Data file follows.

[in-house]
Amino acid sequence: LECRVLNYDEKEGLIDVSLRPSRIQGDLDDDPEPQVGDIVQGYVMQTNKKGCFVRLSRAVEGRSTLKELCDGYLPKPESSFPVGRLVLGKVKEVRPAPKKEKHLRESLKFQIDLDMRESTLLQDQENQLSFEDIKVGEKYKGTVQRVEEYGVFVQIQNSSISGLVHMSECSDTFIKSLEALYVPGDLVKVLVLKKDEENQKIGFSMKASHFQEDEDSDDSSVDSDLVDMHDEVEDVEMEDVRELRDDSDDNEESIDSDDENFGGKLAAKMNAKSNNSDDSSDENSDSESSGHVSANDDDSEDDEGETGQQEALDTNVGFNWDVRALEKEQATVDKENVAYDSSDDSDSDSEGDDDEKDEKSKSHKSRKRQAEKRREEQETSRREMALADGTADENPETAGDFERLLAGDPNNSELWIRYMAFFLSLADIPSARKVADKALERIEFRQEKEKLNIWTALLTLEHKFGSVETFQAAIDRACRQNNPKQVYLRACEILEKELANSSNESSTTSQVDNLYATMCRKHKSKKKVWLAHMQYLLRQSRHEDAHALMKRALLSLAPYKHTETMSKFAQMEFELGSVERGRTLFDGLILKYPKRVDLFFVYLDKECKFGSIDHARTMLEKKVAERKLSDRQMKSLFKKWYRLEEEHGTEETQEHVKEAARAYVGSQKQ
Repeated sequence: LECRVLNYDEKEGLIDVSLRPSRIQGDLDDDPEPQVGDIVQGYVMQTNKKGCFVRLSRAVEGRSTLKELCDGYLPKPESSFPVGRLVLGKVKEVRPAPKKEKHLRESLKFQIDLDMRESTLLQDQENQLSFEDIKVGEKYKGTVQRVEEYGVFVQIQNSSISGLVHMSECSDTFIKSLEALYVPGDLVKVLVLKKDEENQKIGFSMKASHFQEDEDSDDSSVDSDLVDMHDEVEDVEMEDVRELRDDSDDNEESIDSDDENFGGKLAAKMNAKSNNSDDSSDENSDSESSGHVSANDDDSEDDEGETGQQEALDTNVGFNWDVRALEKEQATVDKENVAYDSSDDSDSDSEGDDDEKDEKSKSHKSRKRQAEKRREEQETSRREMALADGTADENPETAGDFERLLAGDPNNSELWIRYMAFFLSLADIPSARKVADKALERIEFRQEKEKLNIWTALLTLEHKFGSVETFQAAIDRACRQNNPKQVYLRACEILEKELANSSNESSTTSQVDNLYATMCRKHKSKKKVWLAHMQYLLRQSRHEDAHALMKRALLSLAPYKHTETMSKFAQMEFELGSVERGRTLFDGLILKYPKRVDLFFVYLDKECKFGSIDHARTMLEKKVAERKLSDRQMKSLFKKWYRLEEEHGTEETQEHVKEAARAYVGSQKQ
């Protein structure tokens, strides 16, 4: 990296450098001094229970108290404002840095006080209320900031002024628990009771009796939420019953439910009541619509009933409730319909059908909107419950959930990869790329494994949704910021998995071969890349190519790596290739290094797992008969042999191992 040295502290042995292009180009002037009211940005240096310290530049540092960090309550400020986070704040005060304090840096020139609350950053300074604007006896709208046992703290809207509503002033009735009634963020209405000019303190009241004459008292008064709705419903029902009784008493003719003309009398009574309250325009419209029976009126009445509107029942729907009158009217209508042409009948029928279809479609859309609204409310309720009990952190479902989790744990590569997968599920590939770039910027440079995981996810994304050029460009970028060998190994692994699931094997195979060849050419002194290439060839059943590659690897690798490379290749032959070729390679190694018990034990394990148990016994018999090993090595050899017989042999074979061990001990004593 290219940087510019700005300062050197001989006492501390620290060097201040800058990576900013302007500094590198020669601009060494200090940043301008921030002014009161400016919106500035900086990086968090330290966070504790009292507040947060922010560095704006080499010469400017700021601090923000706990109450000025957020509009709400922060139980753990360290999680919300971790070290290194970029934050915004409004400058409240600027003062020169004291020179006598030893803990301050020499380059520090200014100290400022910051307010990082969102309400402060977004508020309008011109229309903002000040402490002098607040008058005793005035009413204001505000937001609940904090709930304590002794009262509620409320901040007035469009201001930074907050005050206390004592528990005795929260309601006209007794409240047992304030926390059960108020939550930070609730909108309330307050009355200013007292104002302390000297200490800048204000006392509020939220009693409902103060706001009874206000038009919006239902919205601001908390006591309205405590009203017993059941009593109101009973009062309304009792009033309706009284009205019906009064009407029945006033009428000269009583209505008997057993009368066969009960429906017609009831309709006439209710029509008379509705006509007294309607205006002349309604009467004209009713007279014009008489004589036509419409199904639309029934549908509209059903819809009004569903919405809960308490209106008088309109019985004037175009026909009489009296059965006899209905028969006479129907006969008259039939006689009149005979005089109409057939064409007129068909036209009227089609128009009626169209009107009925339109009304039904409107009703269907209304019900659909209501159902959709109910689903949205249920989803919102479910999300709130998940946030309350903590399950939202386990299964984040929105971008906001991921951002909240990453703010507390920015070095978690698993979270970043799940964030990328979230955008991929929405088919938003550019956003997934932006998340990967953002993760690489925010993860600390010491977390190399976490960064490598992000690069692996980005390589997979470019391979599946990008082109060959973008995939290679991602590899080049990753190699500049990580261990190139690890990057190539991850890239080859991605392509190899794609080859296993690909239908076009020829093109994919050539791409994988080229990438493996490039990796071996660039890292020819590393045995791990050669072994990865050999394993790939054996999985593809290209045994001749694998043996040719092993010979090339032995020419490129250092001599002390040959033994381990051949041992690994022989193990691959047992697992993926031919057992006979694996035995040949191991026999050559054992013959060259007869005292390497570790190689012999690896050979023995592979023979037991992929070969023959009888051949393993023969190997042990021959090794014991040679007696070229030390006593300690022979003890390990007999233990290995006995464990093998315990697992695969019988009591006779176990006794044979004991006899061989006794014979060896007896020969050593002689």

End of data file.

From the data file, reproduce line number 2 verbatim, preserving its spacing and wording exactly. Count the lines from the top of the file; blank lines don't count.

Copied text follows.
Amino acid sequence: LECRVLNYDEKEGLIDVSLRPSRIQGDLDDDPEPQVGDIVQGYVMQTNKKGCFVRLSRAVEGRSTLKELCDGYLPKPESSFPVGRLVLGKVKEVRPAPKKEKHLRESLKFQIDLDMRESTLLQDQENQLSFEDIKVGEKYKGTVQRVEEYGVFVQIQNSSISGLVHMSECSDTFIKSLEALYVPGDLVKVLVLKKDEENQKIGFSMKASHFQEDEDSDDSSVDSDLVDMHDEVEDVEMEDVRELRDDSDDNEESIDSDDENFGGKLAAKMNAKSNNSDDSSDENSDSESSGHVSANDDDSEDDEGETGQQEALDTNVGFNWDVRALEKEQATVDKENVAYDSSDDSDSDSEGDDDEKDEKSKSHKSRKRQAEKRREEQETSRREMALADGTADENPETAGDFERLLAGDPNNSELWIRYMAFFLSLADIPSARKVADKALERIEFRQEKEKLNIWTALLTLEHKFGSVETFQAAIDRACRQNNPKQVYLRACEILEKELANSSNESSTTSQVDNLYATMCRKHKSKKKVWLAHMQYLLRQSRHEDAHALMKRALLSLAPYKHTETMSKFAQMEFELGSVERGRTLFDGLILKYPKRVDLFFVYLDKECKFGSIDHARTMLEKKVAERKLSDRQMKSLFKKWYRLEEEHGTEETQEHVKEAARAYVGSQKQ